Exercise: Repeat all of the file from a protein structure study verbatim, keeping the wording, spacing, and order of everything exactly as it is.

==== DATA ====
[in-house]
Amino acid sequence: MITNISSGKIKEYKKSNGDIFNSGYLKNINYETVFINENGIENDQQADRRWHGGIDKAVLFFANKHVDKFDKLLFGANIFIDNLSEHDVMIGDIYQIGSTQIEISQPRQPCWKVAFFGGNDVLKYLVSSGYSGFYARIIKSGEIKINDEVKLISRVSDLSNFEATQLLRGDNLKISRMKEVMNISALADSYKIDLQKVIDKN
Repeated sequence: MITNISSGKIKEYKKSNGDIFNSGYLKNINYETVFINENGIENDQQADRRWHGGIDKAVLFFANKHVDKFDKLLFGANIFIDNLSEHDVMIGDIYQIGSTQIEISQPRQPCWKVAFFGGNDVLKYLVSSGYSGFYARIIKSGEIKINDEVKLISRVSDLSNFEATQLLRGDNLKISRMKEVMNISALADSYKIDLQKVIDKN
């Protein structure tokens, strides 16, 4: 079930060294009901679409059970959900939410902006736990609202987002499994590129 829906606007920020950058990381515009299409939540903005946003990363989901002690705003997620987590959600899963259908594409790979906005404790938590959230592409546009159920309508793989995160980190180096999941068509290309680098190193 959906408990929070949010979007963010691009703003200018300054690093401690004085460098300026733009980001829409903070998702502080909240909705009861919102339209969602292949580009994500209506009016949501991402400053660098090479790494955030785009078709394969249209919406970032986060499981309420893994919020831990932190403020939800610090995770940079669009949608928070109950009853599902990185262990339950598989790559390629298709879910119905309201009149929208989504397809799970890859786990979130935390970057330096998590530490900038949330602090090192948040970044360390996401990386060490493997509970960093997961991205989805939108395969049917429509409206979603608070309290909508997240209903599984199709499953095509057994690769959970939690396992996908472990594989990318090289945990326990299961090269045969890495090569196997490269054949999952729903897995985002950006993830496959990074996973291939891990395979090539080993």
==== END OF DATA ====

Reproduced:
[in-house]
Amino acid sequence: MITNISSGKIKEYKKSNGDIFNSGYLKNINYETVFINENGIENDQQADRRWHGGIDKAVLFFANKHVDKFDKLLFGANIFIDNLSEHDVMIGDIYQIGSTQIEISQPRQPCWKVAFFGGNDVLKYLVSSGYSGFYARIIKSGEIKINDEVKLISRVSDLSNFEATQLLRGDNLKISRMKEVMNISALADSYKIDLQKVIDKN
Repeated sequence: MITNISSGKIKEYKKSNGDIFNSGYLKNINYETVFINENGIENDQQADRRWHGGIDKAVLFFANKHVDKFDKLLFGANIFIDNLSEHDVMIGDIYQIGSTQIEISQPRQPCWKVAFFGGNDVLKYLVSSGYSGFYARIIKSGEIKINDEVKLISRVSDLSNFEATQLLRGDNLKISRMKEVMNISALADSYKIDLQKVIDKN
């Protein structure tokens, strides 16, 4: 079930060294009901679409059970959900939410902006736990609202987002499994590129 829906606007920020950058990381515009299409939540903005946003990363989901002690705003997620987590959600899963259908594409790979906005404790938590959230592409546009159920309508793989995160980190180096999941068509290309680098190193 959906408990929070949010979007963010691009703003200018300054690093401690004085460098300026733009980001829409903070998702502080909240909705009861919102339209969602292949580009994500209506009016949501991402400053660098090479790494955030785009078709394969249209919406970032986060499981309420893994919020831990932190403020939800610090995770940079669009949608928070109950009853599902990185262990339950598989790559390629298709879910119905309201009149929208989504397809799970890859786990979130935390970057330096998590530490900038949330602090090192948040970044360390996401990386060490493997509970960093997961991205989805939108395969049917429509409206979603608070309290909508997240209903599984199709499953095509057994690769959970939690396992996908472990594989990318090289945990326990299961090269045969890495090569196997490269054949999952729903897995985002950006993830496959990074996973291939891990395979090539080993």